Box Tale Soup’s Noel Byrne tells the tale of getting sell-out houses without the need to fell trees…
Is a paperless Fringe really possible, or necessary? If you’re a new company bringing work to the Festival for the first time, of course you want to do everything you can to promote your show, and the conventional wisdom suggests that flyers are a big part of that – after all, everybody does it, right? But coming to the Fringe for many years, I’d begun to question how effective some flyers really were. In my time on the Royal Mile, although some do a brilliant job of engaging passers-by and selling their show, I’ve often seen flyers handed out without care or attention, stuffed into unwilling hands or pockets, only to go straight into the next bin, or worse, straight onto the pavement. On one occasion I even watched someone discard a few hundred flyers on a doorstep, only for them to scatter and blow down the street just a few moments later. There sometimes seems to be a sense of quantity over quality, that simply getting rid of as many flyers as possible is the key to success. In fact, I believe that if you have a good pitch and an actual conversation with someone, maybe you don’t always need the flyer.
When we came to Edinburgh in 2022 with Gulliver, we had nervously committed to a ‘paperless’ Fringe – printing only the handful of flyers required by our venue, and with none to hand out on the streets of the Festival. Instead, we had a sandwich board with our poster on, and a sign explaining our lack of flyers and requesting that people take a
photo, or scan our QR code for tickets and information. It was a nerve-wracking decision – we weren’t sure whether it would be effective, and because of the intense competition for audience attention at the Fringe, it could be a costly mistake.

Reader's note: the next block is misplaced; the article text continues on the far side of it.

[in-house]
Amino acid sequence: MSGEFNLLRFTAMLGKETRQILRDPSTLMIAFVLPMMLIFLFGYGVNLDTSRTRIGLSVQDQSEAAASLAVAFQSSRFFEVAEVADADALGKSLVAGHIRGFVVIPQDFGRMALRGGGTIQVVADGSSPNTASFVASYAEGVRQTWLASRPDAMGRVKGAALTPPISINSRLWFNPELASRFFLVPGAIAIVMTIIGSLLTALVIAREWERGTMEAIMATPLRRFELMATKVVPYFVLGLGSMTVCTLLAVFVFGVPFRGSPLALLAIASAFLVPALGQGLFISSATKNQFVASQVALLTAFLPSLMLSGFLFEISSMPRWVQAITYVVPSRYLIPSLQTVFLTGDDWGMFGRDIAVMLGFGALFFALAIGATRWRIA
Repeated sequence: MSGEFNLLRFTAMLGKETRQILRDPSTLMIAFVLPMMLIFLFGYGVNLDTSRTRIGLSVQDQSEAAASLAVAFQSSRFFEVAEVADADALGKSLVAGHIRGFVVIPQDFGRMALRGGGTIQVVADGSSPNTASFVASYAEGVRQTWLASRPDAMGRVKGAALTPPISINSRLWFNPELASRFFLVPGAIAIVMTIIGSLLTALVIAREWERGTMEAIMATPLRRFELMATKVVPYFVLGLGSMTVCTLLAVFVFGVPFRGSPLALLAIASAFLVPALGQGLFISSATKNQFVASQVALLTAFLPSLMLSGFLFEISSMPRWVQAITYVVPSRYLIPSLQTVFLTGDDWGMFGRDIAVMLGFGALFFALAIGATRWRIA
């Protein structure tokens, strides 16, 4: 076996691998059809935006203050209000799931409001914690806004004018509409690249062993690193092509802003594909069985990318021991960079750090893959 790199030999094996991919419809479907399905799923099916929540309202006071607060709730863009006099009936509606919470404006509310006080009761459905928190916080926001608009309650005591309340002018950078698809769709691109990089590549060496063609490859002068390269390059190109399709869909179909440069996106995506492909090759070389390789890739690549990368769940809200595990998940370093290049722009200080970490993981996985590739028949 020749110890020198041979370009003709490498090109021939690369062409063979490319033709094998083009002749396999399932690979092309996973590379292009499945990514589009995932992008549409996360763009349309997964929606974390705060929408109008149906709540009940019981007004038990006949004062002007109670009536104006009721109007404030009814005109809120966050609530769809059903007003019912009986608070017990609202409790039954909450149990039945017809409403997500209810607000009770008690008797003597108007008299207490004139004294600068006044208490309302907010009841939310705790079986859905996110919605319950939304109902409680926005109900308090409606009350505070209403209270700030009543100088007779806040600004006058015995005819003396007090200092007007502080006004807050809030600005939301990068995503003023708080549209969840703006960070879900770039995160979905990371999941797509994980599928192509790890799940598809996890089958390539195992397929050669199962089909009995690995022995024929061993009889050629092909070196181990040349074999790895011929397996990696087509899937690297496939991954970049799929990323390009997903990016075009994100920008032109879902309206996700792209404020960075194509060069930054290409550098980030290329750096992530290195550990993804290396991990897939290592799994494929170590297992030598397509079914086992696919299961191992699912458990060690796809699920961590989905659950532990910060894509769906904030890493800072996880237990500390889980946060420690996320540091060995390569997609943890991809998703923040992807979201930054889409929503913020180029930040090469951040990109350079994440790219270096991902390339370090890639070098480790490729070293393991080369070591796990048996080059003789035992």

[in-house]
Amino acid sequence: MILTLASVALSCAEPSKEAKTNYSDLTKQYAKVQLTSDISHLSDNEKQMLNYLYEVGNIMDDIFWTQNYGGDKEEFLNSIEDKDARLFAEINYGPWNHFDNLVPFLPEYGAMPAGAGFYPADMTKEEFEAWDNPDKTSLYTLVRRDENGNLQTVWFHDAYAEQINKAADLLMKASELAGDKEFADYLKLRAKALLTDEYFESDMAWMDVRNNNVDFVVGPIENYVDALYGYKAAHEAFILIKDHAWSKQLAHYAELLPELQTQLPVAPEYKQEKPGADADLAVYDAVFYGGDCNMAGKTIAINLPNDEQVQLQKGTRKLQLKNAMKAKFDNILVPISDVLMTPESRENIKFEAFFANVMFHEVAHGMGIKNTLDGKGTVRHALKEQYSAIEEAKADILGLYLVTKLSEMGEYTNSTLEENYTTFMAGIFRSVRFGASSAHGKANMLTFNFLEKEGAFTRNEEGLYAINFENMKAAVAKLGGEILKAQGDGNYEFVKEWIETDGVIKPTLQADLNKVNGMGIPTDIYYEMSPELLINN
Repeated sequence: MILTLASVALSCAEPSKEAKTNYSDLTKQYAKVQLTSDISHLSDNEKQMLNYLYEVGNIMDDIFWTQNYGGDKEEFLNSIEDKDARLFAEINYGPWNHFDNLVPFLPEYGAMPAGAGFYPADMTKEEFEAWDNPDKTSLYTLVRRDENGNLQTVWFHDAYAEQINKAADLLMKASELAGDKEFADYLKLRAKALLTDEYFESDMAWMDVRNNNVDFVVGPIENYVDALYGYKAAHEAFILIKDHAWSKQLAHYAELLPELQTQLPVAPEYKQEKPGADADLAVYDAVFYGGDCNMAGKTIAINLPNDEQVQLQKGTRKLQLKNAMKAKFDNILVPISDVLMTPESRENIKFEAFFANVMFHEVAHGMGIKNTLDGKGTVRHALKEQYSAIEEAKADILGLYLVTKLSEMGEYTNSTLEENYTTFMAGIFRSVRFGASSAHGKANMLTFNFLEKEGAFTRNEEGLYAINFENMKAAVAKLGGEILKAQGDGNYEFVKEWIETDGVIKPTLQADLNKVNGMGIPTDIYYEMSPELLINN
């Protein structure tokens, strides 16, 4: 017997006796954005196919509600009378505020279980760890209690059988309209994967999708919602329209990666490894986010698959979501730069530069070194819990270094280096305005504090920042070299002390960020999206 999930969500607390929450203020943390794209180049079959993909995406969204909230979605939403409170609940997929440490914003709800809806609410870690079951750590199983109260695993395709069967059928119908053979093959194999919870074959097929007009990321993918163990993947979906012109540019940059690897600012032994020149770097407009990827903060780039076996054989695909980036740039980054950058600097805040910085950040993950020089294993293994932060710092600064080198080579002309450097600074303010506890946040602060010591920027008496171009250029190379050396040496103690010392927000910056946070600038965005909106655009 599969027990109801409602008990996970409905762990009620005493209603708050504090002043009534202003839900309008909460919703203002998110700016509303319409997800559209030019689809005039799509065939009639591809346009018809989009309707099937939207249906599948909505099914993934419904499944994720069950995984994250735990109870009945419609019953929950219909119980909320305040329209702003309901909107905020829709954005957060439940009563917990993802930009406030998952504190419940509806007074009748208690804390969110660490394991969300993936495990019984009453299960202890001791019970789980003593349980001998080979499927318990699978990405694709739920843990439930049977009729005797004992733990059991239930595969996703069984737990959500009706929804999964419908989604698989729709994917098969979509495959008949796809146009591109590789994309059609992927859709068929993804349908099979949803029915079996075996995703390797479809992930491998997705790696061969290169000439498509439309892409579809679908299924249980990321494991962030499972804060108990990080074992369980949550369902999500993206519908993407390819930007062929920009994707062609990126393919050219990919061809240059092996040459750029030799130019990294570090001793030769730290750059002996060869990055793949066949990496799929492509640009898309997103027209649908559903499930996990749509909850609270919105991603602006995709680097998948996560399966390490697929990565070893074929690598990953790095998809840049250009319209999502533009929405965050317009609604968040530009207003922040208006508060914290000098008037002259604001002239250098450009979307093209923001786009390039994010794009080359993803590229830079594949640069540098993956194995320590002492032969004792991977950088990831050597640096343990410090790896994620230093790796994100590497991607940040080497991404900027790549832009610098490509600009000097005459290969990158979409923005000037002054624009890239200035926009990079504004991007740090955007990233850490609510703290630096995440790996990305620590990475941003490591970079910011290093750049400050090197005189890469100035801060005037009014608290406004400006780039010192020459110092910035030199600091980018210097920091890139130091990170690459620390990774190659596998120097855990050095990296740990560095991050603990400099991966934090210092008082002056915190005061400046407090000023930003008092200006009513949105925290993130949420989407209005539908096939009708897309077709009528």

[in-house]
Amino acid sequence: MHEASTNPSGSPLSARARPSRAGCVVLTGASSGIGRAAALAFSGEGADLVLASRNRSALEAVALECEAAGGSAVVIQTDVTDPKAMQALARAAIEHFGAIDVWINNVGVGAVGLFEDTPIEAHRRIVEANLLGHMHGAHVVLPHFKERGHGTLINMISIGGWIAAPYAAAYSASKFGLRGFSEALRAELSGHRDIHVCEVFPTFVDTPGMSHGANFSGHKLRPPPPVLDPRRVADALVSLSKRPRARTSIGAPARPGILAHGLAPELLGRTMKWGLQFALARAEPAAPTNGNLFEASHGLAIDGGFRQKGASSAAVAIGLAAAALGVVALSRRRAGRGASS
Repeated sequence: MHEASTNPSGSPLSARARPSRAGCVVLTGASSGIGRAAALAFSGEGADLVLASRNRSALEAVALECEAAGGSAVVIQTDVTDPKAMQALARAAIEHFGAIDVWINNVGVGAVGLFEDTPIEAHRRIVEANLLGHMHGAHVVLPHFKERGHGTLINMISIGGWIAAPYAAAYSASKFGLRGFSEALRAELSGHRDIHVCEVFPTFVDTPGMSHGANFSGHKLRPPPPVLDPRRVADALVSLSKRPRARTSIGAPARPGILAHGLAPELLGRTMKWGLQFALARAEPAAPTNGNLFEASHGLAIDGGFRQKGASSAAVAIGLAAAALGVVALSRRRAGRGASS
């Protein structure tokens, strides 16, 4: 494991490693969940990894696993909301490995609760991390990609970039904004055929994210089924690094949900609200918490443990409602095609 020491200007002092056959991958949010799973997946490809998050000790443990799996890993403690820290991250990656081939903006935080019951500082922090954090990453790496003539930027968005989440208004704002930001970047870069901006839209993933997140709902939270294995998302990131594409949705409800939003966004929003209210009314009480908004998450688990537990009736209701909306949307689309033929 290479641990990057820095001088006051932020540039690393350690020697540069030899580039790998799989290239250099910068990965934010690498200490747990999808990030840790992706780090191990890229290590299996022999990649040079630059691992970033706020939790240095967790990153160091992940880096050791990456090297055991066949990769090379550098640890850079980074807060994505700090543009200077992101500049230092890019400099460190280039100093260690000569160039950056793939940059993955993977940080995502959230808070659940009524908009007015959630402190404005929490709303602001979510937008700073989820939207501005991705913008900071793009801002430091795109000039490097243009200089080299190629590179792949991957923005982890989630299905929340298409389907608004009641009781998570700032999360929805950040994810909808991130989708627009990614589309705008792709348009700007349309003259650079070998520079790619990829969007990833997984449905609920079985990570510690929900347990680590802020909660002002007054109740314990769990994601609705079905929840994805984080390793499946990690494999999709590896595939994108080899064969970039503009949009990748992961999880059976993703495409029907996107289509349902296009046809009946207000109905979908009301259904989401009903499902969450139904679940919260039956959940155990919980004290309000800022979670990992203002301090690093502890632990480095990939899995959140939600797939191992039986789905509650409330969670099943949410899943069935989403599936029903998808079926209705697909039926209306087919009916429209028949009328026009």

By the end of the month we were convinced that we had done the right thing. In an odd coincidence, there was a bin strike over the last 12 days of the Festival, and it brought to light the sheer quantity of rubbish and incredible waste generated. Earlier in the month we had already had many local residents thank us on the streets for trying something different, and plenty of intrigued audience dutifully taking photos and scanning codes, but as the rubbish piled higher these interactions increased. We found more and more people coming up to ask about what we were doing and the flyer-free approach.
Sustainability has always been an important part of what we do as a company, not just in environmental terms, but also financially and practically. To succeed and continue as a theatre company, you need to make careful use of resources, and we have a little saying, ‘don’t be wasteful, be creative’, that we try to extend to everything we do. We had always flyered carefully, printing smaller quantities, and trying only to hand them out to those who seemed interested in the show. But even then, it bothered us to see them thrown away or left behind, and we wondered what we could do about it.
For this year’s Fringe, we have no flyers at all, just our sandwich board and our QR code signs, and although there is (thankfully) no bin strike, the response has still been extremely positive. We’ve had wonderful audiences, filling our venue, and I feel that perhaps people. have been more proactive in trying to help us spread the word about the show because of our paperless efforts. We are, of course, in a fortunate position – we have been coming to the Fringe for several years, and have established an audience, all of which makes the job of promoting our work somewhat easier. For first time companies or newer artists, we realise the same thing may not work, and that flyering well can make a big difference. However, just as the Fringe has moved to paperless ticketing, perhaps those who are more established might consider taking a leap of faith, and trying something a little different – don’t be wasteful, be creative.
Casting the Runes is at Edinburgh Fringe 2023, 11.45am at Pleasance Courtyard
Director – Adam Lenson
Performers – Noel Byrne & Antonia Christophers
Composer – Dan Melrose
Operator – Immie Stokes
Running time – 60 minutes
Booking here until Aug 27th 2023